Encyclopedia Article

Quackgrass                   Elymus repens (L.) Nevski

Family: Poaceae
Life cycle: Perennial, reproducing by rhizomes and seed
Native status: Native to Europe, introduced to North America in the 1600’s as a contaminant in hay and straw.
Habitat: Crop fields, forages, turf.  Adapted to cool temperatures and more common in northern Iowa.

General description: Early emerging erect plant typically found in small, distinct patches due to spread by rhizomes. Sheaths and leaves may be hairy or smooth. Plants can reach heights of 3 feet. Spikelets (seeds) are arranged in two rows along the seedhead (2 to 6” in length).

Key ID traits: Clasping auricles; short, membranous ligule; smooth rhizomes with long internodes.

Similar species: Tall fescue and several ryegrasses (Lolium spp.) are frequently mistaken for quackgrass due to similar styles of seedheads; however, only quackgrass has long rhizomes.

Miscellaneous: Quackgrass was a major weed of corn and alfalfa prior to systemic herbicides. Applying 5 lbs of atrazine was the standard treatment in continuous corn. Specialized tillage tools called quack-diggers were developed that would drag rhizome to soil surface where they would dessicate. Since it was so difficult to manage in alfalfa, breeders at the University of Minnesota attempted to develop cultivated varieties that would have better forage quality.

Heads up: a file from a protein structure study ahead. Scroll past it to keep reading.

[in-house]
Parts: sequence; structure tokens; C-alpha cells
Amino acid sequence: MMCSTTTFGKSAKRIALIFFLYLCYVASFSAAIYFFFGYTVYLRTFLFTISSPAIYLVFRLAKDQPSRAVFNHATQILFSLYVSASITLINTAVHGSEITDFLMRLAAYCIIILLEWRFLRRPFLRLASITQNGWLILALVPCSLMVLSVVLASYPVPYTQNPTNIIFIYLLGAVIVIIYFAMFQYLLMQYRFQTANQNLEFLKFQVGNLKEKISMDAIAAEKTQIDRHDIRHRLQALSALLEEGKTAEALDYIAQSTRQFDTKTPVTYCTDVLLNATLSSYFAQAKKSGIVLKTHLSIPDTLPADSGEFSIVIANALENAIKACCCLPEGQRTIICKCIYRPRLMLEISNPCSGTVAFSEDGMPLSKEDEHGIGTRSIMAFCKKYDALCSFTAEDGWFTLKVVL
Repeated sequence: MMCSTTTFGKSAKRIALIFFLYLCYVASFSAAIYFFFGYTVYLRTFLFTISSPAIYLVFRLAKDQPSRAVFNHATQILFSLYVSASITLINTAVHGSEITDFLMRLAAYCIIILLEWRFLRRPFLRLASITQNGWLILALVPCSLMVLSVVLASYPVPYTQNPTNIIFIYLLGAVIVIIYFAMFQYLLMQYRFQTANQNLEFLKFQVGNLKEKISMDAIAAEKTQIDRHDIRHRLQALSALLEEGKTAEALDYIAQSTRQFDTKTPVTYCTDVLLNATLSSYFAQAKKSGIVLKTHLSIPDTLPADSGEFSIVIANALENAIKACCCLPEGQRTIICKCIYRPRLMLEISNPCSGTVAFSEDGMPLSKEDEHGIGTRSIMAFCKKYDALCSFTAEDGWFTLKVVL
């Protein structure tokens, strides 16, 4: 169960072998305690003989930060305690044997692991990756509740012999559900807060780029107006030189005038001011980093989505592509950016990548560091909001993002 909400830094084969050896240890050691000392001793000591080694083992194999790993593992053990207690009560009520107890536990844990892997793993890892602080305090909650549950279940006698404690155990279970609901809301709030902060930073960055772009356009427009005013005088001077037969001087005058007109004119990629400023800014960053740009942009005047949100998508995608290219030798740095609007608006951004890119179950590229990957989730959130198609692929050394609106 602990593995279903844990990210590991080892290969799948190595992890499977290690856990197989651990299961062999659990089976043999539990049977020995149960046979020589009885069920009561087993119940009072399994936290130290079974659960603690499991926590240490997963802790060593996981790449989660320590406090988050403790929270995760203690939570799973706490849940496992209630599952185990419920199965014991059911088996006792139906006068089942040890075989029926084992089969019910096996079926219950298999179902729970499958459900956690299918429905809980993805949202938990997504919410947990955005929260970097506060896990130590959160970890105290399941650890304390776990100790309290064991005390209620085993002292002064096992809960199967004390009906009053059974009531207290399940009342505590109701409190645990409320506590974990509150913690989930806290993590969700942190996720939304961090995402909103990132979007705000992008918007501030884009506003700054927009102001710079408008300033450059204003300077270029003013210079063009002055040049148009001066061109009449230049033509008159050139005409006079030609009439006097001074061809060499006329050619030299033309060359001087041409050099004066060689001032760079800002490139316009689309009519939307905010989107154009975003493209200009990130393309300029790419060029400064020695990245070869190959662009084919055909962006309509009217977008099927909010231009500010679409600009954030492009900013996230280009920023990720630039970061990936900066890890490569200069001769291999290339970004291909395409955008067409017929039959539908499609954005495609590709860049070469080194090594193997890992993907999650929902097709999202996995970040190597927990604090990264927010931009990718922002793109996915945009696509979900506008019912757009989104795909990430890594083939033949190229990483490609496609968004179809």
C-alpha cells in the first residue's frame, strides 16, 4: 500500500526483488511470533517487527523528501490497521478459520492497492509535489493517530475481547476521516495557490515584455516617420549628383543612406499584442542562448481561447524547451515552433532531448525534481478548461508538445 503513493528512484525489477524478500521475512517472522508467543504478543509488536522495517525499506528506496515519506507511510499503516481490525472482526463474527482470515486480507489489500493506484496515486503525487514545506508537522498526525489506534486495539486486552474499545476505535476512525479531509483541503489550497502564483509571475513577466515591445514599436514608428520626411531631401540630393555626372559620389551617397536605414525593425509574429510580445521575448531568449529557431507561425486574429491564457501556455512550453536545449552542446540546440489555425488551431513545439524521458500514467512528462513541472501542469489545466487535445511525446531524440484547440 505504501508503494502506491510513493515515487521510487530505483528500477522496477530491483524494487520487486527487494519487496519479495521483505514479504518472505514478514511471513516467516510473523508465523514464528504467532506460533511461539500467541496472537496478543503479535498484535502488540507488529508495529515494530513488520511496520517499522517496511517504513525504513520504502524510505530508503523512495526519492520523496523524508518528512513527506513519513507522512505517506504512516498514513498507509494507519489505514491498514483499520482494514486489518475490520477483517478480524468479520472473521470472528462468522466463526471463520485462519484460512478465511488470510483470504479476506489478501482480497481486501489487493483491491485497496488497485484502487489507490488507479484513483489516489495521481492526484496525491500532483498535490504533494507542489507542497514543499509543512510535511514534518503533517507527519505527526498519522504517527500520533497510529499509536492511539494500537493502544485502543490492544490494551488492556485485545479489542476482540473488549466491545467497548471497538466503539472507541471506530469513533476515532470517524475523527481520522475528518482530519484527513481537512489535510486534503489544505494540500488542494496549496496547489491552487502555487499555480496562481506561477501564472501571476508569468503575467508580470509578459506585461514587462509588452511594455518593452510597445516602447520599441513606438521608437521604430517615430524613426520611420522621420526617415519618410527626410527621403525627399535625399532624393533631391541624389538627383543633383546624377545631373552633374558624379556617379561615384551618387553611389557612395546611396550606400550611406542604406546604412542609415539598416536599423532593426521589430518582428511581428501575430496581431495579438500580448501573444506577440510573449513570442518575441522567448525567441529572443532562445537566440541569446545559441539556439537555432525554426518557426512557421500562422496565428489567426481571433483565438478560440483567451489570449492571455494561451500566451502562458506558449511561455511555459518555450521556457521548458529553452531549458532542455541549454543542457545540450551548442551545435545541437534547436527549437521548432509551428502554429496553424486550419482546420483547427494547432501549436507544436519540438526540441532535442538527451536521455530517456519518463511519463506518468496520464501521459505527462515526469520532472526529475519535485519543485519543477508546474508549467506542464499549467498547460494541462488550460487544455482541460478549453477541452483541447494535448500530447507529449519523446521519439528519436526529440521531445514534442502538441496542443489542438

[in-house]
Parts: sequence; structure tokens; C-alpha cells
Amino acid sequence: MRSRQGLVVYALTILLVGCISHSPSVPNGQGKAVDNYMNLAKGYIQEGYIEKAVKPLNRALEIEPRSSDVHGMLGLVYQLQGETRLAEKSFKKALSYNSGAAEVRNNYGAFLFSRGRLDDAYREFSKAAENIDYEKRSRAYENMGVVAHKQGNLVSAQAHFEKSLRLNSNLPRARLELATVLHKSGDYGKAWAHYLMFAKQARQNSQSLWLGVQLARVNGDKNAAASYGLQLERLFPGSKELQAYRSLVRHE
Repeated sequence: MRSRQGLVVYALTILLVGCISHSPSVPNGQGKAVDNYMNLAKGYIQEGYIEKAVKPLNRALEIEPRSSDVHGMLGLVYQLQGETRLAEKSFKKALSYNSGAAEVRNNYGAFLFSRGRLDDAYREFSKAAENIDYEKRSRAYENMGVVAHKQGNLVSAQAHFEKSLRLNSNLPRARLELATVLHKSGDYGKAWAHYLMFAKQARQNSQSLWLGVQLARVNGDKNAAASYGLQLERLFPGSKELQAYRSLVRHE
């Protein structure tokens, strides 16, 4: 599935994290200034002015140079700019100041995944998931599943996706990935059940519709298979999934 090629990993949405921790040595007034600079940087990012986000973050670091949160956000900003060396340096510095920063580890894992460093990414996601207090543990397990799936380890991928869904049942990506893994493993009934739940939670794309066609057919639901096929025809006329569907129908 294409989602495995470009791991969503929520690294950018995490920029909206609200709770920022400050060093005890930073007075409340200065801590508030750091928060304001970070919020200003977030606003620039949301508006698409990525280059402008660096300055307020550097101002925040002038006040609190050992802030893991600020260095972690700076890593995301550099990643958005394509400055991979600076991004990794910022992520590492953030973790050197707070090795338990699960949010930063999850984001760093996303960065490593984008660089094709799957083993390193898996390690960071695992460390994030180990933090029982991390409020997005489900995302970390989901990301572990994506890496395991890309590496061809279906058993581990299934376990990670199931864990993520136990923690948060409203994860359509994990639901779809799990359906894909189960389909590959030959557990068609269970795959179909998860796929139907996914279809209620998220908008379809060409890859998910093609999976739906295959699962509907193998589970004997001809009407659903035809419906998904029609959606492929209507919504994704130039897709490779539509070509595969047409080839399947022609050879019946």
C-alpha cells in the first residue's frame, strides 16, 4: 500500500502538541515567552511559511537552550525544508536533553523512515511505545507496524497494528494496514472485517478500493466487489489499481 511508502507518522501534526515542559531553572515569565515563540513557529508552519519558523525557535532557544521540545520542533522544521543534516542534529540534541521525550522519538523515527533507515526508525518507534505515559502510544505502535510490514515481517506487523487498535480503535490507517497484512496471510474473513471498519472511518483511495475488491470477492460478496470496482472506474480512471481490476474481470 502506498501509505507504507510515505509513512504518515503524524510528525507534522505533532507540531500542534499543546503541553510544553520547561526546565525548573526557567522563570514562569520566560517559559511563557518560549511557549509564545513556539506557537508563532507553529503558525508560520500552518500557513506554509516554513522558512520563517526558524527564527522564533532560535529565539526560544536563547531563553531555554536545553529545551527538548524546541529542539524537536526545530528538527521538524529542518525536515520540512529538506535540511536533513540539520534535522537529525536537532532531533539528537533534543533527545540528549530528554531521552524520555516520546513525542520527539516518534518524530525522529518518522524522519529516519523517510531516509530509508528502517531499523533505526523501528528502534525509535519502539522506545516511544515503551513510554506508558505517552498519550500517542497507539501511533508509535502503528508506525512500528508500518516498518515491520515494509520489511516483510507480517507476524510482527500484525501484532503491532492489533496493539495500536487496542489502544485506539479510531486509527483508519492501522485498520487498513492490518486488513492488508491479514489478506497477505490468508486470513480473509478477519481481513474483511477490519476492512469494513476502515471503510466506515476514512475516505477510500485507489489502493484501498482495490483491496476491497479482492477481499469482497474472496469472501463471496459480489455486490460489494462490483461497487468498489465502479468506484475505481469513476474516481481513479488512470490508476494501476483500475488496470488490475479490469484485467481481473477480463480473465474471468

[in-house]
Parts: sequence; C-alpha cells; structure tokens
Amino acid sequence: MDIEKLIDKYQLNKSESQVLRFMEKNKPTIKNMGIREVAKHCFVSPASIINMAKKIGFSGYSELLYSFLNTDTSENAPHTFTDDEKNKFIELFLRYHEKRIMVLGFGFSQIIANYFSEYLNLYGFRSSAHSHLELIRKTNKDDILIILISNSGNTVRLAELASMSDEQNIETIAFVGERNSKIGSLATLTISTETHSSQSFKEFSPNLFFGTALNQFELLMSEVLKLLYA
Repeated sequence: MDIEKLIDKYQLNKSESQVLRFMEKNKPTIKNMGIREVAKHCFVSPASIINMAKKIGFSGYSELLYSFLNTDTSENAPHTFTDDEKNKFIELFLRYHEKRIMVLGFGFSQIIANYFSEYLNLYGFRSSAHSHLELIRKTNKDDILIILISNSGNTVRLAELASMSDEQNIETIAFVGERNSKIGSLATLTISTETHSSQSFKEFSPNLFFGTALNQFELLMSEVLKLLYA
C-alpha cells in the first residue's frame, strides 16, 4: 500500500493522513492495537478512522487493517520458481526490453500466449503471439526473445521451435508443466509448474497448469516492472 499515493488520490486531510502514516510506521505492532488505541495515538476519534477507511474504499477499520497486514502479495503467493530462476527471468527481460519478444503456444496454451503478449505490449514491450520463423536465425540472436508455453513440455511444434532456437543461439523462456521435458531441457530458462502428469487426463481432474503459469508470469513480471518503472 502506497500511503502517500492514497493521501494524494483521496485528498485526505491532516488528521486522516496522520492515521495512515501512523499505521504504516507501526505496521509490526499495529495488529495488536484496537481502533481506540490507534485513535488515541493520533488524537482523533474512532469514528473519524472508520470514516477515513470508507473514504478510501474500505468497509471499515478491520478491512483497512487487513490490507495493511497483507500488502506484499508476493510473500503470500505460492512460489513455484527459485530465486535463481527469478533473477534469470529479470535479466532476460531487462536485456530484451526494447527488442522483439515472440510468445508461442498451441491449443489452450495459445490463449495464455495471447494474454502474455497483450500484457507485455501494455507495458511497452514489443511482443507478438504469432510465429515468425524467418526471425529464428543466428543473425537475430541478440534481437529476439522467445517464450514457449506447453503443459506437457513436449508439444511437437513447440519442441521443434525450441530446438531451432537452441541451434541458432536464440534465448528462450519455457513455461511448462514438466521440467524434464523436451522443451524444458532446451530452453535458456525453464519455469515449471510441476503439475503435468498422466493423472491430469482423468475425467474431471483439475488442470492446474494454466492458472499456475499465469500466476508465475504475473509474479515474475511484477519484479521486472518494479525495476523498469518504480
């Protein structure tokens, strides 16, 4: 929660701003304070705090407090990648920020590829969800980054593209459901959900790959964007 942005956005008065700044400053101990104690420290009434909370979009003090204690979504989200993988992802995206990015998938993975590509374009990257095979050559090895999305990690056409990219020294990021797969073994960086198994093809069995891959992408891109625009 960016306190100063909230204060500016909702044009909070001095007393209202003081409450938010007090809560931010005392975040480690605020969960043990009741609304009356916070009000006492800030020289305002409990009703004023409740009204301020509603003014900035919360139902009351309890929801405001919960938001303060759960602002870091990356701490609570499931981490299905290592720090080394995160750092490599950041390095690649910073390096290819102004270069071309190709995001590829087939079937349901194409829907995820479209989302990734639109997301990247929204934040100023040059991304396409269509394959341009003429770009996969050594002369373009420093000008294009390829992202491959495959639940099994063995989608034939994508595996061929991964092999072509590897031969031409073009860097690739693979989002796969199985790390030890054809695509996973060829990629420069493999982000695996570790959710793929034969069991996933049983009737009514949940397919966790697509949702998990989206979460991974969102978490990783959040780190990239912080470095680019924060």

Quackgrass is Iowa's only agronomic weed that has clasping auricles, ear-like projections that extend from base of leaf blade around the stem.

Quackgrass spreads by rhizomes, which are underground stems.  The introduction of glyphosate has minimized problems with this weed in ag fields.


The seedhead is a slender spike with two rows of seeds.